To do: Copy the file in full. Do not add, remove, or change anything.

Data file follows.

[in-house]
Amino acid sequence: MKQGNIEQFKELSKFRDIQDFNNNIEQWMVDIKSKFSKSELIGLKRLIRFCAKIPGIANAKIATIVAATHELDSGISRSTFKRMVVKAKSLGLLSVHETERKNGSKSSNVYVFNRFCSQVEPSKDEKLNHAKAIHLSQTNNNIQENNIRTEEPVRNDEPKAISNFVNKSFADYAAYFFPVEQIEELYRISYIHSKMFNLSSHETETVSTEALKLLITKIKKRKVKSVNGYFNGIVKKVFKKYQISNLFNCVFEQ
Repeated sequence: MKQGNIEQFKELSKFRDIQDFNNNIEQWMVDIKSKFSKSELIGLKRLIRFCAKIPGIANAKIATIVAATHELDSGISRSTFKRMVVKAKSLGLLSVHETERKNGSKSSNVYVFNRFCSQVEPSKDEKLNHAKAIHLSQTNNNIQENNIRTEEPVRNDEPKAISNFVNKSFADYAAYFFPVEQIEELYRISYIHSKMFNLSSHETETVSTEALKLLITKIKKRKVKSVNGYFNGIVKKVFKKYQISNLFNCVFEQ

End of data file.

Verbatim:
[in-house]
Amino acid sequence: MKQGNIEQFKELSKFRDIQDFNNNIEQWMVDIKSKFSKSELIGLKRLIRFCAKIPGIANAKIATIVAATHELDSGISRSTFKRMVVKAKSLGLLSVHETERKNGSKSSNVYVFNRFCSQVEPSKDEKLNHAKAIHLSQTNNNIQENNIRTEEPVRNDEPKAISNFVNKSFADYAAYFFPVEQIEELYRISYIHSKMFNLSSHETETVSTEALKLLITKIKKRKVKSVNGYFNGIVKKVFKKYQISNLFNCVFEQ
Repeated sequence: MKQGNIEQFKELSKFRDIQDFNNNIEQWMVDIKSKFSKSELIGLKRLIRFCAKIPGIANAKIATIVAATHELDSGISRSTFKRMVVKAKSLGLLSVHETERKNGSKSSNVYVFNRFCSQVEPSKDEKLNHAKAIHLSQTNNNIQENNIRTEEPVRNDEPKAISNFVNKSFADYAAYFFPVEQIEELYRISYIHSKMFNLSSHETETVSTEALKLLITKIKKRKVKSVNGYFNGIVKKVFKKYQISNLFNCVFEQ